Prof. Dr. Heath Cabot

Summer Semester 2018

Prof. Dr. Heath Cabot (University of Pittsburgh)

Hosts: Prof. Dr. Heike Drotbohm, Prof. Dr. Thomas Bierschenk (Department of Ethnology)

Assistant Professor at the University of Pittsburgh, Heath Cabot is considered one of the most important humanitarian experts worldwide. As part of her doctorate (University of California, Santa Cruz, 2010), she conducted field research on issues of political asylum in Greece for 22 months. She examined how aid facilities for asylum seekers and refugees negotiate different dimensions of Greek, European, and global affiliation. She is currently working on a new research project funded by the Fulbright Foundation on the precarization of civil rights in Greece, where local living environments are being permanently changed by European austerity policies. Empirically, her focus here is on pharmacies and local health care clinics offering solidarity and medical services to the elderly, the unemployed, immigrants, and other needy groups. The focus is on the misunderstandings and conflicts that are articulated in the face of supposedly ‘universal rights’ and the social conventions that would provide a basis for mutual recognition and tolerance. Heath Cabot's research has been supported by a number of high-profile fellowships, such as the Fulbright Foundation, the Wenner-Grenn Foundation, and the Charlotte W. Newcombe Dissertation Fellowship. She was a member of the Advisory Board of the Aegean Observatory for the Refugee and Migration Crisis at the University of the Aegean and a member of the board of the Greek Council for Refugees. Since 2015 she is co-editor of the renowned journal Political and Legal Anthropology Review (PoLAR).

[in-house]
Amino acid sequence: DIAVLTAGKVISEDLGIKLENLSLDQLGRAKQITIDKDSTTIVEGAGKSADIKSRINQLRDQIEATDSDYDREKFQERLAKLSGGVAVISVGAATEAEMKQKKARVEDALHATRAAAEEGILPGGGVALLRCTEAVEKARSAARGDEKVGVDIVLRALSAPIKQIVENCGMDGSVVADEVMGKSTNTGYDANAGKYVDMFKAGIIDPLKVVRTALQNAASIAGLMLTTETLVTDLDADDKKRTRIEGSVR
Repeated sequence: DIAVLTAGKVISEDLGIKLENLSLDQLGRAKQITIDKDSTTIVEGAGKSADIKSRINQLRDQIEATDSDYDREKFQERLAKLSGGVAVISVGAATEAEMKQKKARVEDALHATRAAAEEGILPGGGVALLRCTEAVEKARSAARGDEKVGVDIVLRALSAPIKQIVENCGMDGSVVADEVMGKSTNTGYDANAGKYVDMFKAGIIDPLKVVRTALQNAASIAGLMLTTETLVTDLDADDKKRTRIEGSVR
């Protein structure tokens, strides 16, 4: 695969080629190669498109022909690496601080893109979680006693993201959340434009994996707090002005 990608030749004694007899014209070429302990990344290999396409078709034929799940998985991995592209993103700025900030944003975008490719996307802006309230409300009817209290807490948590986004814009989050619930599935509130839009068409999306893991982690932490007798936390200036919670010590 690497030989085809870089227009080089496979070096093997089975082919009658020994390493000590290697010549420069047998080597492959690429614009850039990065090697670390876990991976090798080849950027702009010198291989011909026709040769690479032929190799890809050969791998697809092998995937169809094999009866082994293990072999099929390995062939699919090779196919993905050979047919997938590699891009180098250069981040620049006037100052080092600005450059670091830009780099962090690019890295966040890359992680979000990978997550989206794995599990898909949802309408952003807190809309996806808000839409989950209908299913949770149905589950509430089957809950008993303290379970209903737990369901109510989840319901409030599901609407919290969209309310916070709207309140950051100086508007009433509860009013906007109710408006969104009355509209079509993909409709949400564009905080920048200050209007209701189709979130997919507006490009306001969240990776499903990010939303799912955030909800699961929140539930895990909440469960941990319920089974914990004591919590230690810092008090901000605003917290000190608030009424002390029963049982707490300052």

As part of the guest professorship, the intercultural moment of encounter of the humanitarianism and the contained interplay between media images and 'culture' was the focus of attention. When refugee helpers, lawyers, social workers, doctors, psychologists, volunteers, activists, migrants, and refugees come together and look for solutions, they generally work with essentialist and hierarchical ideas about the diversity and the ability of cultures with different origins to interact. Culture is understood by the actors, but often also through media mediation and scientific analysis, as a static property of the actors who bring it into the interaction situation, as it were, and thus is considered a conditional factor of the 'humanitarian encounter'. While actors and media 'culture' in these interactions thus understood emerge as a pre-existent leading difference, one could also ask the question - which was pursued in the context of this guest professorship - how cultural difference in the everyday encounter is not just repeatedly produced, but also dissolved. Perceived cultural difference would then not be a conditional factor of humanitarian interaction, but a possible dynamic result of these interactions and the negotiations taking place therein.

In addition to numerous articles and academic writings, Heath Cabot has also published her PhD thesis entitled On the Doorstep of Europe: Asylum and Citizenship in Greece (University of Pennsylvania Press, 2014 [Ethnography of Political Violence Series]).

Prof. Cabot participated in three courses, gave a lecture, organized a workshop with the hosts (“The State, Anthropology and the South: bringing different networks and research into traditional dialogue”). With regard to research, she participated on the preparation of the third-party application “Sorted neediness, Human differentiation in contact zones of solidary action” (Prof. Heike Drotbohm).